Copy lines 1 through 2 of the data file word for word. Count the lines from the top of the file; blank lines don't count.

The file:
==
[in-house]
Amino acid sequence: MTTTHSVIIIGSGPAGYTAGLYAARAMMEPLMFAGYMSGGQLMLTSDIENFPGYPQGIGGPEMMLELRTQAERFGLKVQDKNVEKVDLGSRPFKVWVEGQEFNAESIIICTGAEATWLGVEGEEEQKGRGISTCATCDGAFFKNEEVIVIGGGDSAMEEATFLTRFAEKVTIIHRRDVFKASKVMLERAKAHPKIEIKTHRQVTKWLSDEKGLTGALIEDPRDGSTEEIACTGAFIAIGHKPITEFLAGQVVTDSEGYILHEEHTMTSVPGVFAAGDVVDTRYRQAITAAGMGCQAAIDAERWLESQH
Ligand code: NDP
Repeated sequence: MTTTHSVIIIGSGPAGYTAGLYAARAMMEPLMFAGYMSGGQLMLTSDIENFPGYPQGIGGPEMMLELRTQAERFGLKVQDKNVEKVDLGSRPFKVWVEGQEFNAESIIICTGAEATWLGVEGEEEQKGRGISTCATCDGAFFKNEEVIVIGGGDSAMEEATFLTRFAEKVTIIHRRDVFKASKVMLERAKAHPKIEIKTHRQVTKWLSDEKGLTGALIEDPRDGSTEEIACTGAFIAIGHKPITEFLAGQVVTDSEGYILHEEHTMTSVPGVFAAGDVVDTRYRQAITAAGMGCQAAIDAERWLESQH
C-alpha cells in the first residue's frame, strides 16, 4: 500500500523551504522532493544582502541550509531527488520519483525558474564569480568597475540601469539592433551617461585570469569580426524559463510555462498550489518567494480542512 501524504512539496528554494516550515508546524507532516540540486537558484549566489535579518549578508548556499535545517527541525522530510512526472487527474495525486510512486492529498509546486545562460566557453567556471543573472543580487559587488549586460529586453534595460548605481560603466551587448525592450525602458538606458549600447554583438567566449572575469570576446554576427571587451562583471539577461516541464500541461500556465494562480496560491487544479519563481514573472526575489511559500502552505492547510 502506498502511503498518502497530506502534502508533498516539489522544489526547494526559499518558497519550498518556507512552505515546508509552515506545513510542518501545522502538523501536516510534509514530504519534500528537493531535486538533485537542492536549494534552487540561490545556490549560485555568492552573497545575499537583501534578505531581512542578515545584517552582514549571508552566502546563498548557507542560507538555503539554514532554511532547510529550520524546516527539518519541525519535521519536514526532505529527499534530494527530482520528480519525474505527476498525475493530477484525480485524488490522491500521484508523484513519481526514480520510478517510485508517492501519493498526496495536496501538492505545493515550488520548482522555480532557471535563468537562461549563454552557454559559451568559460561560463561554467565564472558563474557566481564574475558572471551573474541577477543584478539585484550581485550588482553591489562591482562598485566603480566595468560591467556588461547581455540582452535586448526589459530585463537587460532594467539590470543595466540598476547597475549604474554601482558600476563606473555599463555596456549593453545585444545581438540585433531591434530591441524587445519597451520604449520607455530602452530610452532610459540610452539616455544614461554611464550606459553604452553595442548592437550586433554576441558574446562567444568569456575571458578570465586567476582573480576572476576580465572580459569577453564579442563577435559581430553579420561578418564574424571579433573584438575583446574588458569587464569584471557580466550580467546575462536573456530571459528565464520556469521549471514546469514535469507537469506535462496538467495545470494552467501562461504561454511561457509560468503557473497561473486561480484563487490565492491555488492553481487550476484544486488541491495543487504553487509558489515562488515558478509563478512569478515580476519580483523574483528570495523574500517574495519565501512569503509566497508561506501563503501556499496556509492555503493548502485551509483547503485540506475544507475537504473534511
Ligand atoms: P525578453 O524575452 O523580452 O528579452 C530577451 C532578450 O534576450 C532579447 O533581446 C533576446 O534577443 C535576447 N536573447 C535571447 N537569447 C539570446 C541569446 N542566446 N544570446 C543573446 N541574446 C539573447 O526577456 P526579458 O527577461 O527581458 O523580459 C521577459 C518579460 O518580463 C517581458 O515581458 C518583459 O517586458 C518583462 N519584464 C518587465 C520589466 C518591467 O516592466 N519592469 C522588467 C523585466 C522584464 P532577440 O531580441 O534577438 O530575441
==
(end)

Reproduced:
[in-house]
Amino acid sequence: MTTTHSVIIIGSGPAGYTAGLYAARAMMEPLMFAGYMSGGQLMLTSDIENFPGYPQGIGGPEMMLELRTQAERFGLKVQDKNVEKVDLGSRPFKVWVEGQEFNAESIIICTGAEATWLGVEGEEEQKGRGISTCATCDGAFFKNEEVIVIGGGDSAMEEATFLTRFAEKVTIIHRRDVFKASKVMLERAKAHPKIEIKTHRQVTKWLSDEKGLTGALIEDPRDGSTEEIACTGAFIAIGHKPITEFLAGQVVTDSEGYILHEEHTMTSVPGVFAAGDVVDTRYRQAITAAGMGCQAAIDAERWLESQH